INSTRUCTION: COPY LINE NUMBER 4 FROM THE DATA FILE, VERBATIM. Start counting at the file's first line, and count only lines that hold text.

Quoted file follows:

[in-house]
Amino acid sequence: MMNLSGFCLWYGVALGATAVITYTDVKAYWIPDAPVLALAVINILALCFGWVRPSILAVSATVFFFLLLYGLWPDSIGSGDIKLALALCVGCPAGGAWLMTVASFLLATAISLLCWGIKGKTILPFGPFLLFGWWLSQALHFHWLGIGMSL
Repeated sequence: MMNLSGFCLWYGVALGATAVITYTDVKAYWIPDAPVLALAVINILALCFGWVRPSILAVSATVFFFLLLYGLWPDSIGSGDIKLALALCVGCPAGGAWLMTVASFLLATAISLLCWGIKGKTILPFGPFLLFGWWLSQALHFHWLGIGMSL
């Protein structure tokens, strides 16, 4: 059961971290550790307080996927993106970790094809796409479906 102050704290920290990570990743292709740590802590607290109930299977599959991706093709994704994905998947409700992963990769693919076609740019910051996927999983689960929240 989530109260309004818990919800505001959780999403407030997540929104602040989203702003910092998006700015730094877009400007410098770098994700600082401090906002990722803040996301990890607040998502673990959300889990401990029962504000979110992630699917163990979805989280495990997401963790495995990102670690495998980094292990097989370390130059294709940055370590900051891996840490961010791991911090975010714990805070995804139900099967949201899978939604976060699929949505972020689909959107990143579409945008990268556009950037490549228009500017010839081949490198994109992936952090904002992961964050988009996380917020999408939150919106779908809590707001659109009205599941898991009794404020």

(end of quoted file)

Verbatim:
């Protein structure tokens, strides 16, 4: 059961971290550790307080996927993106970790094809796409479906 102050704290920290990570990743292709740590802590607290109930299977599959991706093709994704994905998947409700992963990769693919076609740019910051996927999983689960929240 989530109260309004818990919800505001959780999403407030997540929104602040989203702003910092998006700015730094877009400007410098770098994700600082401090906002990722803040996301990890607040998502673990959300889990401990029962504000979110992630699917163990979805989280495990997401963790495995990102670690495998980094292990097989370390130059294709940055370590900051891996840490961010791991911090975010714990805070995804139900099967949201899978939604976060699929949505972020689909959107990143579409945008990268556009950037490549228009500017010839081949490198994109992936952090904002992961964050988009996380917020999408939150919106779908809590707001659109009205599941898991009794404020």